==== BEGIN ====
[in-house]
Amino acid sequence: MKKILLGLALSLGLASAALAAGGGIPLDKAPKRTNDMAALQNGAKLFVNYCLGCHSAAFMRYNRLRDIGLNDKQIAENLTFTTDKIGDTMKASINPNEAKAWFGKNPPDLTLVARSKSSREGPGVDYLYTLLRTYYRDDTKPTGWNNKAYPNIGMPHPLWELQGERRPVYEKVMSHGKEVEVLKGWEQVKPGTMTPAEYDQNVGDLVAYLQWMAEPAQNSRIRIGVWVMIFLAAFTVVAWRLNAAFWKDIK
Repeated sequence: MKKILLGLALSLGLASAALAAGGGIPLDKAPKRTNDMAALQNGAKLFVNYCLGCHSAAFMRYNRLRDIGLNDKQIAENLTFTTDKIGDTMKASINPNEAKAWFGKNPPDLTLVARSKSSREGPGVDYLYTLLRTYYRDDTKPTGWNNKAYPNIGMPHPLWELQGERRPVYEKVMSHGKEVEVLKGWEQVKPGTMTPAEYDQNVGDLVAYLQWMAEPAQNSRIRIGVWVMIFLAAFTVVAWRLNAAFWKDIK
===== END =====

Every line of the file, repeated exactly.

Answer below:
[in-house]
Amino acid sequence: MKKILLGLALSLGLASAALAAGGGIPLDKAPKRTNDMAALQNGAKLFVNYCLGCHSAAFMRYNRLRDIGLNDKQIAENLTFTTDKIGDTMKASINPNEAKAWFGKNPPDLTLVARSKSSREGPGVDYLYTLLRTYYRDDTKPTGWNNKAYPNIGMPHPLWELQGERRPVYEKVMSHGKEVEVLKGWEQVKPGTMTPAEYDQNVGDLVAYLQWMAEPAQNSRIRIGVWVMIFLAAFTVVAWRLNAAFWKDIK
Repeated sequence: MKKILLGLALSLGLASAALAAGGGIPLDKAPKRTNDMAALQNGAKLFVNYCLGCHSAAFMRYNRLRDIGLNDKQIAENLTFTTDKIGDTMKASINPNEAKAWFGKNPPDLTLVARSKSSREGPGVDYLYTLLRTYYRDDTKPTGWNNKAYPNIGMPHPLWELQGERRPVYEKVMSHGKEVEVLKGWEQVKPGTMTPAEYDQNVGDLVAYLQWMAEPAQNSRIRIGVWVMIFLAAFTVVAWRLNAAFWKDIK